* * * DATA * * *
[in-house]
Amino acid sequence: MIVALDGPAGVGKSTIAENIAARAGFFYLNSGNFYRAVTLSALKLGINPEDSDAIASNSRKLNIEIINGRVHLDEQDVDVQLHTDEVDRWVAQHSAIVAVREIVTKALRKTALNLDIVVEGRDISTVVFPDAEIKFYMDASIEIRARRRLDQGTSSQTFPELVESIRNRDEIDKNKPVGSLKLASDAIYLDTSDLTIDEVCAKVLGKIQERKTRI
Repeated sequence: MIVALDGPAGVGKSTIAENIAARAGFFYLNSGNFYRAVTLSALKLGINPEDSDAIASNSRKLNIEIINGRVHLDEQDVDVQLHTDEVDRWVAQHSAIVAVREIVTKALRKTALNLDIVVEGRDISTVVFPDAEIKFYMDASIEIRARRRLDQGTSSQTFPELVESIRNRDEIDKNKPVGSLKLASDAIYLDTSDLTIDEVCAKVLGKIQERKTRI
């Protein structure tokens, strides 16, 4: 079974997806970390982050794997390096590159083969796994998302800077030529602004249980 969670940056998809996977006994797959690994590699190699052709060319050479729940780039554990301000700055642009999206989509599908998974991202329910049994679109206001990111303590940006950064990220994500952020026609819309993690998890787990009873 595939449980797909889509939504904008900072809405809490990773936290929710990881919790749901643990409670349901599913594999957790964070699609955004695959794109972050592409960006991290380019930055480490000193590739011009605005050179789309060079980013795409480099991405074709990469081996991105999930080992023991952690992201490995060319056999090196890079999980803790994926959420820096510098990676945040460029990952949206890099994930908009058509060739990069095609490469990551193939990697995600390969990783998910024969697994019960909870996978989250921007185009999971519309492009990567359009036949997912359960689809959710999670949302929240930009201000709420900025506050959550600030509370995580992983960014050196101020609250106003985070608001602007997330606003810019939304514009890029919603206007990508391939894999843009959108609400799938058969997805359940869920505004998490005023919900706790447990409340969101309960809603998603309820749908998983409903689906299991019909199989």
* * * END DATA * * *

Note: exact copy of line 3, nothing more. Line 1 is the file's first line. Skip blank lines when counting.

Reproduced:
Repeated sequence: MIVALDGPAGVGKSTIAENIAARAGFFYLNSGNFYRAVTLSALKLGINPEDSDAIASNSRKLNIEIINGRVHLDEQDVDVQLHTDEVDRWVAQHSAIVAVREIVTKALRKTALNLDIVVEGRDISTVVFPDAEIKFYMDASIEIRARRRLDQGTSSQTFPELVESIRNRDEIDKNKPVGSLKLASDAIYLDTSDLTIDEVCAKVLGKIQERKTRI